Date of Award


Document Type


Degree Name

Doctor of Philosophy (PhD)


Speech and Hearing Science

Research Advisor

Patrick N. Plyler, Ph.D.


Ashley Harkrider, Ph.D. Patti Johnstone, Ph.D. Greg Petty, Ph.D.


Age, Directionality, Localization, Occlusion


Localization acuity of a given listener is dependent upon the ability discriminate between interaural time and level disparities. Interaural time differences are encoded by low frequency information whereas interaural level differences are encoded by high frequency information. Much research has examined effects of hearing aid microphone technologies and occlusion separately and prior studies have not evaluated age as a factor in localization acuity. Open-fit hearing instruments provide new earmold technologies and varying microphone capabilities; however, these instruments have yet to be evaluated with regard to horizontal localization acuity.

Thus, the purpose of this study is to examine the effects of microphone configuration, type of dome in open-fit hearing instruments, and age on the horizontal localization ability of a given listener. Thirty adults participated in this study and were grouped based upon hearing sensitivity and age (young normal hearing, >50 years normal hearing, >50 hearing impaired). Each normal hearing participant completed one localization experiment (unaided/unamplified) where they listened to the stimulus "Baseball" and selected the point of origin. Hearing impaired listeners were fit with the same two receiver-in-the-ear hearing aids and same dome types, thus controlling for microphone technologies, type of dome, and fitting between trials. Hearing impaired listeners completed a total of 7 localization experiments (unaided/unamplified; open dome: omnidirectional, adaptive directional, fixed directional; micromold: omnidirectional, adaptive directional, fixed directional).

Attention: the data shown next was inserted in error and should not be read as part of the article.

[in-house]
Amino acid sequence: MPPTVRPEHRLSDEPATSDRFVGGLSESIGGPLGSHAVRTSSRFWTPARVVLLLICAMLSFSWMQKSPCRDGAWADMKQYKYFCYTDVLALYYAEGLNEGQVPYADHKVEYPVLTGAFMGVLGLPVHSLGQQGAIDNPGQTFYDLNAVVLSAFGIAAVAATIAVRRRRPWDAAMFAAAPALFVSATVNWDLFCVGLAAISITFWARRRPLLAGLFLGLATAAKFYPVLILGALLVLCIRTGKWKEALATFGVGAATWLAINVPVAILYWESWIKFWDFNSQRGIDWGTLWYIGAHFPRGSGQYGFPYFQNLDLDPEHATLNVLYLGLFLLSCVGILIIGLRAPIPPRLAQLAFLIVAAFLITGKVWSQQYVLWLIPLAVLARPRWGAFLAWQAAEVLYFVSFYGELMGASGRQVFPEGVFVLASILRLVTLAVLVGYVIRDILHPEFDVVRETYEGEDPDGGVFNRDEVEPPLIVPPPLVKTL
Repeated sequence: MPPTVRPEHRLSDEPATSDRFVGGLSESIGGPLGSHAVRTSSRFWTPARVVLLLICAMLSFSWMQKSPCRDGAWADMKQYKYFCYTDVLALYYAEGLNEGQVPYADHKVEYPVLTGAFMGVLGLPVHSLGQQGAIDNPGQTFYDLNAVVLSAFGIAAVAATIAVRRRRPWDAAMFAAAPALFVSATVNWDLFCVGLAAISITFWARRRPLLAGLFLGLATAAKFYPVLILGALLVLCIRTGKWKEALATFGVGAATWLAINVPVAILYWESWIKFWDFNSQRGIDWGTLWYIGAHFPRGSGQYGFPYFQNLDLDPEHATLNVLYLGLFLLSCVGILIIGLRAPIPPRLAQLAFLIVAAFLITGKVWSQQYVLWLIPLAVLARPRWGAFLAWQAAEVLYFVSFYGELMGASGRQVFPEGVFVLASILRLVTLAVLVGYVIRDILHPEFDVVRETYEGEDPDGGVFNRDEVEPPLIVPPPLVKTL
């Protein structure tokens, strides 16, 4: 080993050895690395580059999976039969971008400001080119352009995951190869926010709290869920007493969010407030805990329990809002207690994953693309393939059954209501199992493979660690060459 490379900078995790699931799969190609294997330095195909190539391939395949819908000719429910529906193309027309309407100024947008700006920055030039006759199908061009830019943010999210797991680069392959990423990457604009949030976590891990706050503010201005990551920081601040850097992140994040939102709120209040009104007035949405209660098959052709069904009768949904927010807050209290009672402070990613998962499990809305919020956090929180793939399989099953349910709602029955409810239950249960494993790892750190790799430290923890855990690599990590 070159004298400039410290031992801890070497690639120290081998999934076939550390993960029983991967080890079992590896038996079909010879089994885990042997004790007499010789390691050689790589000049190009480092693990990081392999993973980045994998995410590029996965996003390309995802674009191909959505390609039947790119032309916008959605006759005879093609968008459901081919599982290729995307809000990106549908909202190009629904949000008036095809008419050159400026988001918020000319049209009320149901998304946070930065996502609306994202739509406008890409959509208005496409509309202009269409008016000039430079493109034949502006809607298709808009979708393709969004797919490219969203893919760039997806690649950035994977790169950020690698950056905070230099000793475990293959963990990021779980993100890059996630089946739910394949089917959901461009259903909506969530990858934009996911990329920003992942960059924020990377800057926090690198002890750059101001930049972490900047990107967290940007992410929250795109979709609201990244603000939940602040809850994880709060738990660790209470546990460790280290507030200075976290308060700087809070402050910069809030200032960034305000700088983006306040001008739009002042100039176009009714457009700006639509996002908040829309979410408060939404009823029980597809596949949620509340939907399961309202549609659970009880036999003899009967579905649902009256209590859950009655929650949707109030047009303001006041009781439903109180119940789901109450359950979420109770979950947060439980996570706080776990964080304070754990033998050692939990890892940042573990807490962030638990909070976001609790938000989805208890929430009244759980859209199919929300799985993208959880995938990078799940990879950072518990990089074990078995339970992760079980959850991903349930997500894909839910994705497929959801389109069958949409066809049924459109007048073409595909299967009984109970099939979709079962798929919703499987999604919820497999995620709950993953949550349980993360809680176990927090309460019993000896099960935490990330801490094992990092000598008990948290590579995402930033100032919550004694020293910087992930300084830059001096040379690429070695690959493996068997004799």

Overall, results of this study indicate that age significantly affects horizontal localization ability as younger adult listeners with normal hearing made significantly fewer localization errors than older adult listeners with normal hearing. Also, results revealed a significant difference in performance between dome type; however, upon further examination was not significant. Therefore, results examining type of dome should be viewed with caution. Results examining microphone configuration and microphone configuration by dome type were not significant. Moreover, results evaluating performance relative to unaided (unamplified) were not significant. Taken together, these results suggest open-fit hearing instruments, regardless of microphone or dome type, do not degrade horizontal localization acuity within a given listener relative to their 'older aged' normal hearing counterparts in quiet environments.